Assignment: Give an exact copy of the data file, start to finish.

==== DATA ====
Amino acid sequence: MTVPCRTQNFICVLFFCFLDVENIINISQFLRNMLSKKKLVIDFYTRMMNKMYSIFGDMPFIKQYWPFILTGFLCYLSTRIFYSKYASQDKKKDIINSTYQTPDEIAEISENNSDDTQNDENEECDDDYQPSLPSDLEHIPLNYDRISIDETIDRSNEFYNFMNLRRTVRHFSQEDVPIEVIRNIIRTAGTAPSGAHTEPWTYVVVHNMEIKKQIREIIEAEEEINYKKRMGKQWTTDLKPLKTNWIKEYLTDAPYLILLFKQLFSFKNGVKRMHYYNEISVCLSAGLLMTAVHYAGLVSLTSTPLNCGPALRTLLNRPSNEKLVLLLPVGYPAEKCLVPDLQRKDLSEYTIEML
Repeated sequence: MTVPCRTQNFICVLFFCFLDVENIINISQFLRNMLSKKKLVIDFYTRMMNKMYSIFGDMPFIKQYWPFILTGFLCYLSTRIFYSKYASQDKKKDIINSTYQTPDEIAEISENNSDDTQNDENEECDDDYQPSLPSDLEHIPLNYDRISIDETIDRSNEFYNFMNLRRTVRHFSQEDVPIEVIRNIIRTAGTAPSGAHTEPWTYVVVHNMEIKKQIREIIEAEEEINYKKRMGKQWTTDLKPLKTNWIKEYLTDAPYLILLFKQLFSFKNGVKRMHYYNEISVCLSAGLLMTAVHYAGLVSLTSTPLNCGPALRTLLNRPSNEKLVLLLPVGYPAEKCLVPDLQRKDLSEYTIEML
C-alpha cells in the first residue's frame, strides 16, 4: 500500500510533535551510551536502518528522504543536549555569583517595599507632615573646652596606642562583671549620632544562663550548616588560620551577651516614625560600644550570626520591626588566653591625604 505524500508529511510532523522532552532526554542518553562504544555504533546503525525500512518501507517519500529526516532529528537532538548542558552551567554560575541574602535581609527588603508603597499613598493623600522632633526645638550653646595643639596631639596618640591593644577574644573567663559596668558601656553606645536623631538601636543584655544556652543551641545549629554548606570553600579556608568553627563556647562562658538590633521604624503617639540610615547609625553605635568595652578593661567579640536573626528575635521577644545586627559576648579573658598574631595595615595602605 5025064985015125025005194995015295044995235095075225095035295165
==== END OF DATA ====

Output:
Amino acid sequence: MTVPCRTQNFICVLFFCFLDVENIINISQFLRNMLSKKKLVIDFYTRMMNKMYSIFGDMPFIKQYWPFILTGFLCYLSTRIFYSKYASQDKKKDIINSTYQTPDEIAEISENNSDDTQNDENEECDDDYQPSLPSDLEHIPLNYDRISIDETIDRSNEFYNFMNLRRTVRHFSQEDVPIEVIRNIIRTAGTAPSGAHTEPWTYVVVHNMEIKKQIREIIEAEEEINYKKRMGKQWTTDLKPLKTNWIKEYLTDAPYLILLFKQLFSFKNGVKRMHYYNEISVCLSAGLLMTAVHYAGLVSLTSTPLNCGPALRTLLNRPSNEKLVLLLPVGYPAEKCLVPDLQRKDLSEYTIEML
Repeated sequence: MTVPCRTQNFICVLFFCFLDVENIINISQFLRNMLSKKKLVIDFYTRMMNKMYSIFGDMPFIKQYWPFILTGFLCYLSTRIFYSKYASQDKKKDIINSTYQTPDEIAEISENNSDDTQNDENEECDDDYQPSLPSDLEHIPLNYDRISIDETIDRSNEFYNFMNLRRTVRHFSQEDVPIEVIRNIIRTAGTAPSGAHTEPWTYVVVHNMEIKKQIREIIEAEEEINYKKRMGKQWTTDLKPLKTNWIKEYLTDAPYLILLFKQLFSFKNGVKRMHYYNEISVCLSAGLLMTAVHYAGLVSLTSTPLNCGPALRTLLNRPSNEKLVLLLPVGYPAEKCLVPDLQRKDLSEYTIEML
C-alpha cells in the first residue's frame, strides 16, 4: 500500500510533535551510551536502518528522504543536549555569583517595599507632615573646652596606642562583671549620632544562663550548616588560620551577651516614625560600644550570626520591626588566653591625604 505524500508529511510532523522532552532526554542518553562504544555504533546503525525500512518501507517519500529526516532529528537532538548542558552551567554560575541574602535581609527588603508603597499613598493623600522632633526645638550653646595643639596631639596618640591593644577574644573567663559596668558601656553606645536623631538601636543584655544556652543551641545549629554548606570553600579556608568553627563556647562562658538590633521604624503617639540610615547609625553605635568595652578593661567579640536573626528575635521577644545586627559576648579573658598574631595595615595602605 5025064985015125025005194995015295044995235095075225095035295165